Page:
Sunday, February 06, 2011

Voyage To See What's at The Bottom


Ed here: I watched the first couple episodes of "Voyage To The Bottom of The Sea" from a hospital bed, recovering from a bad car accident. I'd had modest hopes for it despite the fact that it was being produced by Irwin Allen. I gave up early on. The tilting camera whenever the submarine was hit was almost always the worst part of the show until Allen went into Monster of The Week. Another science fiction hope dashed. I was still reading and occasionally writing for sf fanzines in those days. It was generally referred to as "Voyage To See What Was At The Bottom." And bottom it was.

The co-star David Hedison talks about the show in the LA Times and manages to make it interesting. I always felt it was pretty sad to see an actor of Richard Basehart's cred on a show this bad. But he'd hit a rough patch in his career and life and I suppose he thought he could bank some serious cash by humiliating himself this way.

From The Los Angeles Times:
‘Voyage to the Bottom of the Sea’: David Hedison looks back on periscope days
Jan. 30, 2011 | 8:48 a.m.
by Susan King

Richard Basehart, left, and David Hedison on "Voyage to the Bottom of the Sea." (Fox Home Entertainment)

When you think of sci-fi stars on American television in the 1960s your thoughts naturally beam up to the Enterprise and the famous crew of ”Star Trek,” but the cast of “Voyage to the Bottom of the Sea” actually logged more time aboard its ship — the ABC maritime adventure that ran from 1964 to 1968 ended up as the decade’s longest-running non-anthology sci-fi show.

The most famous faces of the “Voyage” cast were the late Richard Basehart , in the role of Admiral Harriman Nelson, and David Hedison as Commander Lee Crane. Hedison, now 83, was a reluctant star at first — he had very little interest in getting on board with the show’s creator and producer, Irwin Allen, when Allen was putting together the 1961 submarine feature film that would spawn the television series of the same title.

The reason? Hedison had worked with Allen on the 1960 sci-fi feature film “The Lost World” — and it was not a memorable experience for actor. “I made some excuse that there was something else I wanted to do, so I got out of that without being put on suspension at Fox,” Hedison said. “When the series came about, he asked me to do it. He just kept hounding me, but then he said that he had Richard Basehart as the admiral, I thought, ‘My God, maybe between the two of us, we can really make something out of this.’ So I signed on immediately.”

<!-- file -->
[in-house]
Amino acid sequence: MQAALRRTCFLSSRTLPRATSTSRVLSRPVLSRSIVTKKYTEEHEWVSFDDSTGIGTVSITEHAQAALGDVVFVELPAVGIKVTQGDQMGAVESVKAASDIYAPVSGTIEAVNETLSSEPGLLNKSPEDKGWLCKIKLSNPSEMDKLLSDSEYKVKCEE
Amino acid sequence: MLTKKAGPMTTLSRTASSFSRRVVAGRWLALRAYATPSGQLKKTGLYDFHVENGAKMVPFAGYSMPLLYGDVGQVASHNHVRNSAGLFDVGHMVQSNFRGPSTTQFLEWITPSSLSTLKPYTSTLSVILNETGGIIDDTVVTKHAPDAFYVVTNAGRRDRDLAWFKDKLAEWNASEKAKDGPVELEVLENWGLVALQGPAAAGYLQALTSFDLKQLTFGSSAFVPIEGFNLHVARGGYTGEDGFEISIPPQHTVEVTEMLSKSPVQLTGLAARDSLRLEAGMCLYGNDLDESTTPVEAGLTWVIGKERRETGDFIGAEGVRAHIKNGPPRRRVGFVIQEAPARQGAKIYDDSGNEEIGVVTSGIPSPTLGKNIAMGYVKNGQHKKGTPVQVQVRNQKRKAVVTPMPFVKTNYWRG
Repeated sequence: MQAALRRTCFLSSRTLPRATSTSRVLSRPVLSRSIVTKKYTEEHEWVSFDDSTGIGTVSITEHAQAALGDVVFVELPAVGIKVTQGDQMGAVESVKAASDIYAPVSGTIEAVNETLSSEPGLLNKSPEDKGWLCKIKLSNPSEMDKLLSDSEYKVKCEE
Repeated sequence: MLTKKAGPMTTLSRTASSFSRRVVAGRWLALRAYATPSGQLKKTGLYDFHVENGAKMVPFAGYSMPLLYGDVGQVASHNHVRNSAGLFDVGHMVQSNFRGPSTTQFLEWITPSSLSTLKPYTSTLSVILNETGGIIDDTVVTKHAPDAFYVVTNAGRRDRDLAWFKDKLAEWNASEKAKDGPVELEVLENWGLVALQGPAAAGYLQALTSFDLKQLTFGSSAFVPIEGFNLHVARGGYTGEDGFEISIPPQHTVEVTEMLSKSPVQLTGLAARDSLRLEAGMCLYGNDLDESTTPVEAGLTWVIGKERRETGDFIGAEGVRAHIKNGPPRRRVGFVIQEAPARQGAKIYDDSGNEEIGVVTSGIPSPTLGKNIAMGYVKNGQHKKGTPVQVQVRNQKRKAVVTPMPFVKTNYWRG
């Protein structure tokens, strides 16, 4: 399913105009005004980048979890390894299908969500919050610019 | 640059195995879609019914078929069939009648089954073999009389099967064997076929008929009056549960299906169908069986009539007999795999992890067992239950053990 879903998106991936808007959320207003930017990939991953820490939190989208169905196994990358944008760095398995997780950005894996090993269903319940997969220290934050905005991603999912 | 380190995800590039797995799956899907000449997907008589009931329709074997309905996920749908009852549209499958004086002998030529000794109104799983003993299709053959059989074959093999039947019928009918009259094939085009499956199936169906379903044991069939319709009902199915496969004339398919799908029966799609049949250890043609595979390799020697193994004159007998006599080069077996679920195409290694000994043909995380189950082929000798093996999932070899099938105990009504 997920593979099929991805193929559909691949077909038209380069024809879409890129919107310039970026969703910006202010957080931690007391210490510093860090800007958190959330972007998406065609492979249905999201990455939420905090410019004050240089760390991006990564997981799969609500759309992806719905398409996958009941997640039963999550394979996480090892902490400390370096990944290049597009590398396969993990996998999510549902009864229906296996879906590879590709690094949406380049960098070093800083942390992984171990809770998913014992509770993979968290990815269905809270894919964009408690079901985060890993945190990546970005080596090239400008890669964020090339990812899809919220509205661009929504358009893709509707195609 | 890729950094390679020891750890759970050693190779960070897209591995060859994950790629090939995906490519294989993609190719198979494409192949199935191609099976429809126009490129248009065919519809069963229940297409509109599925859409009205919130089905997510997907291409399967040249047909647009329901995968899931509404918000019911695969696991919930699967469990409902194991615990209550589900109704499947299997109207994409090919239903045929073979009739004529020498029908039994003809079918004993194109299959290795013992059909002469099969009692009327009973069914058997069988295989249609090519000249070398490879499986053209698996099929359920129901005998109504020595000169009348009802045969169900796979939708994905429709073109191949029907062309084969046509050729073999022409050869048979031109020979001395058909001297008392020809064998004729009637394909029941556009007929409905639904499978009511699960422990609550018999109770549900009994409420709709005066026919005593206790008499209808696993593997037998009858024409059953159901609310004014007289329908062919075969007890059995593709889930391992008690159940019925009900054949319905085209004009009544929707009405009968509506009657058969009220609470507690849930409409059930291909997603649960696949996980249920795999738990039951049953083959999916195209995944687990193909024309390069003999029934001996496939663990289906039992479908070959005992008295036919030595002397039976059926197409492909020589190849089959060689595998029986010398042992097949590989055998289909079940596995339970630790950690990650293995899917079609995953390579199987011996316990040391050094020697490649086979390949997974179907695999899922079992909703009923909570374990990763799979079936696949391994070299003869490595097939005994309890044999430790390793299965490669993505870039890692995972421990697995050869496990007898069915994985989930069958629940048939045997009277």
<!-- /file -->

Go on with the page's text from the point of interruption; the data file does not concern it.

Fred Blosser said...

As I recall, the pilot episode recycled the plot and footage from Allen's 1961 feature film of VOYAGE, which starred Walter Pidgeon and Robert Sterling in the Basehart-Hedison roles. A later episode lifted footage from THE LOST WORLD, including scenes with Hedison. Allen's similarly cheesy TIME TUNNEL used footage from a bunch of '50s 20th Century Fox costume adventures--KING OF THE KHYBER RIFLES, PRINCE VALIANT, etc.

Ed Gorman said...

The Time Tunnel made Voyage seem not-rotten.

Todd Mason said...

The quartet of Allen skiffy atrocities on 1960s tube: BOTTOM, TUNNEL (a theme already), LOST IN SPACE and LAND OF THE GIANTS, all quickly turned or were from the start devoted to BATMAN-style camp, displayed even more hamhandedly...the Vincent Price/killer puppets episode of BOTTOM was a low point even for that series...with the Basehard puppet muttering "too bad...too bad" at the end...which probably summed Basehart's experience. Happily, at least one other puppet, the "female" robot Gypsy on MST3K, had a much-expressed crush on Basehart throughout that series...

Kenneth Mark Hoover said...

I don't know why anyone expected quality from Irwin Allen. That was never his track record.

And remember those awful disaster movies he then churned out? Putrid.

Cap'n Bob said...

Coincidentally, I saw a nice little thriller today called TENSION starring Richard Basehart and co-produced by Irwin Allen. Also in the cast were Audrey Totter, Cyd Charisse, Barry Sullivan, and William Conrad.